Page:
With less than a year to go before the General Election, all political parties will be looking to see how they fare and judge what they need to do to win many of the region's marginal seats that will determine who is to become Prime Minister next year. Similarly, media commentators will pore over the results in an attempt to predict which party is doing well and which party leader should be looking over his shoulder.
Whilst the results of the European Elections will set the national media agenda, for many of us in the property industry, it is the results of this week's local elections that are significant. These will have real implications for investment and planning decisions across the North West as a result of the changing political landscape and varying attitudes towards development by the three main political parties.
So what should we expect?
The last time most of the seats up for election today were contested was in 2010, when turnout was high due to the General Election being held on the same day. With the Euro elections also taking place today the impact of UKIP on the local results could be significant – even if the party fails to gain actual council seats. The party is fielding candidates in 60% of North West seats and is likely to take votes off the Conservatives, potentially helping Labour to make gains in councils where the Tories have small majorities. UKIP is pushing to get its first councillors in Greater Manchester, fielding a large number of candidates in Bolton, Rochdale and Oldham, where one UKIP candidate has already got into trouble and had to resign after calling for mosques to be demolished. I'd be surprised if we saw a sea of purple colour the North West political landscape.
The Conservatives will claim that it has been a good night for them nationally if they keep total losses to under 150 seats. Here in the North West, Trafford is on a knife edge for the first time in a decade. The ruling Conservative Group is only two seats away from losing control to Labour. Retaining control will be a huge boost for the country's youngest Council Leader, Cllr Sean Anstee.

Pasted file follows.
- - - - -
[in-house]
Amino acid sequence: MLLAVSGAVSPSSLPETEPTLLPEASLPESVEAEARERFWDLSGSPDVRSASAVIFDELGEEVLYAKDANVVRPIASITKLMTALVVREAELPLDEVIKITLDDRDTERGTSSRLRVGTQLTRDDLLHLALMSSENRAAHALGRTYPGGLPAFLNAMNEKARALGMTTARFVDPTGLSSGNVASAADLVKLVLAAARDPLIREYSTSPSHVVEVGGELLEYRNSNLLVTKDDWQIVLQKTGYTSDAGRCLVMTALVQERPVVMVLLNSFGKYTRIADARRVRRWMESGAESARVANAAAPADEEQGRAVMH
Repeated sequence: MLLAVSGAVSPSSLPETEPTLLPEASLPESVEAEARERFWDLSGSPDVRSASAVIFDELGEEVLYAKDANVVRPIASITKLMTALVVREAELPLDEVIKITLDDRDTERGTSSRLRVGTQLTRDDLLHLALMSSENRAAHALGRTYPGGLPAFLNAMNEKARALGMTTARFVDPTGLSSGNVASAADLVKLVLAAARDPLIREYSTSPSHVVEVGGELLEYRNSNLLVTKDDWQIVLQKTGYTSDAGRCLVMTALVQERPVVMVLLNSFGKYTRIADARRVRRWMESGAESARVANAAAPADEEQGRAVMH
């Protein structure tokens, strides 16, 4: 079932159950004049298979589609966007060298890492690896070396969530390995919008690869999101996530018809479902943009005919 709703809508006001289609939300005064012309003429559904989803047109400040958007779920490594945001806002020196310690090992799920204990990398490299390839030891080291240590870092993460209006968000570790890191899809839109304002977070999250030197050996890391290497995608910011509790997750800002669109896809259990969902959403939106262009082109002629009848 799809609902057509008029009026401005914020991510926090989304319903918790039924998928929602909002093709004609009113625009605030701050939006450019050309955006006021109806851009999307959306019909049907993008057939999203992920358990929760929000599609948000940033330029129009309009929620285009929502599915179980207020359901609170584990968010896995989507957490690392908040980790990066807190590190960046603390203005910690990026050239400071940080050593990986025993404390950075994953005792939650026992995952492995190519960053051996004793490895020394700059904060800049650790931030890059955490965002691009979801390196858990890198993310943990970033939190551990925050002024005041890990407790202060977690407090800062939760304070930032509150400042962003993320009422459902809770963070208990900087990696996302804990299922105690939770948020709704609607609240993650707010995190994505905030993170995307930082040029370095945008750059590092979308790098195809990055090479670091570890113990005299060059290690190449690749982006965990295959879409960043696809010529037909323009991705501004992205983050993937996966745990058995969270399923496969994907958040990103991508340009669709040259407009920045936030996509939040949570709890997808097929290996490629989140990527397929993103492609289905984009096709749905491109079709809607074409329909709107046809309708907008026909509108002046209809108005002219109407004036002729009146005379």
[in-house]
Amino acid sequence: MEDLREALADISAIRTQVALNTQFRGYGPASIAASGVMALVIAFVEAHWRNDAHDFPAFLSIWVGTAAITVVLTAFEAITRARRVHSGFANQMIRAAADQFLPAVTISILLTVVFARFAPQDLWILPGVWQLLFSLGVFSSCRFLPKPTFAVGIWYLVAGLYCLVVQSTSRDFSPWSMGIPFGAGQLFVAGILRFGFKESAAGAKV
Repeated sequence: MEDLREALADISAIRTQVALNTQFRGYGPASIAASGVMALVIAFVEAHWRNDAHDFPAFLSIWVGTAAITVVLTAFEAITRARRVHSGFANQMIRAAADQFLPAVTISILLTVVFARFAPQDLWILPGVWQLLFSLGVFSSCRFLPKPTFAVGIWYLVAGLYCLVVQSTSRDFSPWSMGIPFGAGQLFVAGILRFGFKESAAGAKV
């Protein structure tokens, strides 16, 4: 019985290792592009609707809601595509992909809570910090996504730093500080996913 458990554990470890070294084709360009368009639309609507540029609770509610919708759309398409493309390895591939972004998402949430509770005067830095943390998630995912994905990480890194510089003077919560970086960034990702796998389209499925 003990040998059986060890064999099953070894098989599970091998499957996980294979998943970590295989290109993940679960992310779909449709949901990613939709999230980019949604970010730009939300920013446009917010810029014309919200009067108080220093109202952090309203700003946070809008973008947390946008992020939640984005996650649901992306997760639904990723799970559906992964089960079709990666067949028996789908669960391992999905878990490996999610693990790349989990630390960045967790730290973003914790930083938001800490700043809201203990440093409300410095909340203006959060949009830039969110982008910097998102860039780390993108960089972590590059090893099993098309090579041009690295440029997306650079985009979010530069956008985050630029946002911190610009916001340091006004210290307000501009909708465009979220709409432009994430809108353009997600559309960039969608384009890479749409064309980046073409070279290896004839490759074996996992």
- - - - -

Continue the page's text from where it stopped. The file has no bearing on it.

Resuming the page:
For Labour, the aim is to consolidate its grip on many North West local authorities and I expect the party to have increased majorities on many of the unitary authorities across Greater Manchester and Merseyside. Look out for the party increasing its grip on Chorley and taking control of West Lancashire from the Conservatives. At a personal level, Preston's Labour leader, Cllr Peter Rankin is defending a mere 52-vote majority to retain his seat.
The Liberal Democrats look set to struggle again this year. The party is standing in some but not all available wards in Liverpool and Wirral in a sign that at grass roots level, the party has been hit hard since the formation of the Coalition. A key target for the Liberal Democrats is the defence of Stockport, where the party is currently the largest but is facing a strong challenge from Labour. It will only take a handful of the 21 seats up for grabs to change hands to end 16 years of Liberal Democrat control.
Finally, the Green Party is hoping to capitalise on its anti-fracking stance and improve upon the 11 councillors it has across the region. Its best chance of success lies in Liverpool where the party is looking to add a third councillor to the two it already has in St Michaels ward.
Kevin Whitmore is associate director at political consultancy Lexington Communications